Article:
Carpenter wants arena ticket surcharge, removal of luxury box tax exemption

July 07. 2015 10:50AM 

Carpenter wants arena ticket surcharge, removal of luxury box tax exemption

State Senator Tim Carpenter, D-Milwaukee, says there should be a ticket surcharge for events at the proposed arena in downtown Milwaukee and the sales tax exemption for luxury boxes at the arena should be eliminated.

The BMO Harris Bradley Center already has a ticket surcharge and luxury box holders can afford to pay sales taxes, Carpenter said. Both would provide revenue streams to help pay for a new arena.

“I’ve long said both a ticket surcharge and making luxury boxes subject to the sales tax are essential to any deal to make sure that those who benefit from the area are the ones who support its construction,” Carpenter said in a news release.

The Legislature’s Joint Survey Committee on Tax Exemptions was scheduled to meet this morning to discuss Carpenter’s proposals, but the meeting was cancelled shortly before it was scheduled to begin.

Carpenter said the meeting cancellation is a sign that there is not enough support to pass the arena plan.

“I think it’s an indication of problems in River City,” Carpenter told BizTimes Milwaukee this morning. “I think (Republicans) tried to rush this too much. I think the Republican leadership has done a lousy job. They are screwing this thing up.”

However Zach Bemis, a spokesman for Sen. Devin LeMahieu, who is co-chair of the Joint Survey Committee on Tax Exemptions, said the meeting was only cancelled because of a scheduling conflict. Republicans were caucusing on the budget this morning. The Joint Survey Committee on Tax Exemptions meeting will be rescheduled, he said.

Carpenter could be a key vote for the arena deal. Republicans say they will need some Democratic votes to pass the arena deal and since the arena would be built in Milwaukee, Democrats from Milwaukee are getting extra attention.

Carpenter is a former Milwaukee Bucks season ticket holder. The NBA says a new arena is needed in Milwaukee to keep the Bucks here long term. The current and former owners of the Bucks have pledged to pay for half the cost of the proposed $500 million arena, plus any cost overruns and maintenance and operational costs of the building. The state Legislature is reviewing a public financing proposal for the other half of the project, which would provide funds for the arena from the state, city, county and Wisconsin Center District (which runs the downtown Milwaukee convention center, the UW-Milwaukee Panther Arena and the Milwaukee Theatre).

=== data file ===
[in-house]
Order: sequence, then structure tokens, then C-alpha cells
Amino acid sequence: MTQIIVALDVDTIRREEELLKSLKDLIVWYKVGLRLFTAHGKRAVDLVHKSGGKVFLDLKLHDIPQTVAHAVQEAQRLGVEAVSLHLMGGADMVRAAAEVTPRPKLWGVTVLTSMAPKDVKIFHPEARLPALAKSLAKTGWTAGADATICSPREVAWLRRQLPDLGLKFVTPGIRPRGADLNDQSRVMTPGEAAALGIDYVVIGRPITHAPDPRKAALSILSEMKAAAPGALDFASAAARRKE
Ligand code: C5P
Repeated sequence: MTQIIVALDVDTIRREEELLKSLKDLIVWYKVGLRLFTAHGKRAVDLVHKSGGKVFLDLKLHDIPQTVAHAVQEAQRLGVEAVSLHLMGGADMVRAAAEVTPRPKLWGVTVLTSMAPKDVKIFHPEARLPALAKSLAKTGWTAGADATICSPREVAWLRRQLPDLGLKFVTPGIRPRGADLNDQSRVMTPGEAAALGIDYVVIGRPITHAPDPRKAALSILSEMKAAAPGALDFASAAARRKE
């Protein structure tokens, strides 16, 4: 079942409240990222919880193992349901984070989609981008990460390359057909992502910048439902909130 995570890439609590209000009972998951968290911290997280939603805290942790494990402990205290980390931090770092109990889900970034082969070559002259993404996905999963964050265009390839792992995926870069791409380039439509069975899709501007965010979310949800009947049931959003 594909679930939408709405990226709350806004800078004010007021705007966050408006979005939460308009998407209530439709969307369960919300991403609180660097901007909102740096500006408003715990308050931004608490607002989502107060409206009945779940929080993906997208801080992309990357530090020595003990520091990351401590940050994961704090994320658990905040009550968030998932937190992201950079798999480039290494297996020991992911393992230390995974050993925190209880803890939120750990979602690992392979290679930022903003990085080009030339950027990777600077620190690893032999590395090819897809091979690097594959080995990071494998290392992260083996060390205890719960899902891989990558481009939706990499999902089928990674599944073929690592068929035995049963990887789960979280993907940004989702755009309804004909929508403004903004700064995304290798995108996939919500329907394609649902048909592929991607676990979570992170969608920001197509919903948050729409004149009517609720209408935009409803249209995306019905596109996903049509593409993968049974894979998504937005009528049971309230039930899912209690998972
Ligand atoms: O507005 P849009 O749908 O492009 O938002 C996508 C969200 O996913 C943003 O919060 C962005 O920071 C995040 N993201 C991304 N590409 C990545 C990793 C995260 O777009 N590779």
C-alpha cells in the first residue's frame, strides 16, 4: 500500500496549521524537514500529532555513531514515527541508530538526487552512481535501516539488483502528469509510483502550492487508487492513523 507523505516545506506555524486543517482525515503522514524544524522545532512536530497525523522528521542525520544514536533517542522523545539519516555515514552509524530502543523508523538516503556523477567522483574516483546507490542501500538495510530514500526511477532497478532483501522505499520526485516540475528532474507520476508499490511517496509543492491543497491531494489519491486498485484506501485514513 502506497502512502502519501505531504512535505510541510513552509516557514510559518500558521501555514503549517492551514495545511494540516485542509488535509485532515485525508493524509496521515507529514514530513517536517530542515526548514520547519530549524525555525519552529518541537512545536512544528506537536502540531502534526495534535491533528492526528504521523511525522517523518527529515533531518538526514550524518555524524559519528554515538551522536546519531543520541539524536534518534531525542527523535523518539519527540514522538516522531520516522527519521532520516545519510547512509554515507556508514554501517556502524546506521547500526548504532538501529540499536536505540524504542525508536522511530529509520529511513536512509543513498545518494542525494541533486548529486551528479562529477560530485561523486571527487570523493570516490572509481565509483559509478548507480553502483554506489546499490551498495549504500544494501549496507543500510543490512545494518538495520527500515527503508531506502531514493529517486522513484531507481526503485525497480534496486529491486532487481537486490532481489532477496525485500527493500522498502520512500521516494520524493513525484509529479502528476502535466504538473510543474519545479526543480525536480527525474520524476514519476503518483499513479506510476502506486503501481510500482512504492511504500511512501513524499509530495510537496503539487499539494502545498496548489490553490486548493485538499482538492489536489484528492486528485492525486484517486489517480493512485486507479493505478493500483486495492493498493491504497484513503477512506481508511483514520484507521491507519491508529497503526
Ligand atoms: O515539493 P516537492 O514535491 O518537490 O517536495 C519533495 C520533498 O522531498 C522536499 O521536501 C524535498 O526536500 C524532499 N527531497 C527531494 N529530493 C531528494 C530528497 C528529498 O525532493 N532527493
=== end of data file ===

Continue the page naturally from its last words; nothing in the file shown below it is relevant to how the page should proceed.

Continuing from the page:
“I want the Bucks to stay,” Carpenter said. “I know the value of the Bucks.”

But Carpenter has been critical of the proposed arena deal. He said Republicans should hold public hearings in Milwaukee on the arena financing plan. Democrats have been shut out of negotiations on the arena deal and Carpenter said that Republicans have not reached out to him to get his support.

“They don’t include other people (in the negotiations), how can they expect to get their votes?” Carpenter said.

Republicans should start over on the arena deal by bringing all sides to the table and working to drive a harder bargain with business interests, Carpenter said.

“We have to go back to the negotiating stage and negotiate a little bit harder,” he said. “I don’t know why local businesses and the (Metropolitan Milwaukee Association of Commerce) are not coming up with $25 million (for the arena). I don’t understand why Marquette (University) isn’t contributing anything.”

The Joint Finance Committee met for more than five hours Monday in a public informational hearing to gather information about the arena deal. Milwaukee Bucks president Peter Feigin, MMAC president Tim Sheehy, Milwaukee County Executive Chris Abele and Milwaukee Mayor Tom Barrett all appeared before the committee.

During Monday’s hearing, state Sen. Lena Taylor, D-Milwaukee, raised concerns about the Wisconsin Center District’s part of the deal. The Wisconsin Center District would own the arena and provide $93 million, plus interest, which would be the largest public share of the project.

Taylor complained that the Wisconsin Center District was not involved with the arena deal negotiations and was not invited to Monday’s hearing.

“Governor (Scott) Walker and Republicans have dropped the ball on this arena deal from day one by not only excluding legislative Democrats from the negotiations, but the Wisconsin Center District as well,” Taylor said in a statement. “To leave a major partner out of negotiations, propose a bill that disbands their governing board and then stick them with a huge bill speaks volumes as to why this deal isn’t done yet. Arrogant mistakes like this have put this entire deal in jeopardy. It is so very critical that we craft a responsible deal that is fair for all interested parties.”

Representatives for state Senate Majority Leaders Scott Fitzgerald, R-Juneau, and state Assembly Speaker Robin Vos, R-Rochester, could not immediately be reached for comment this morning.


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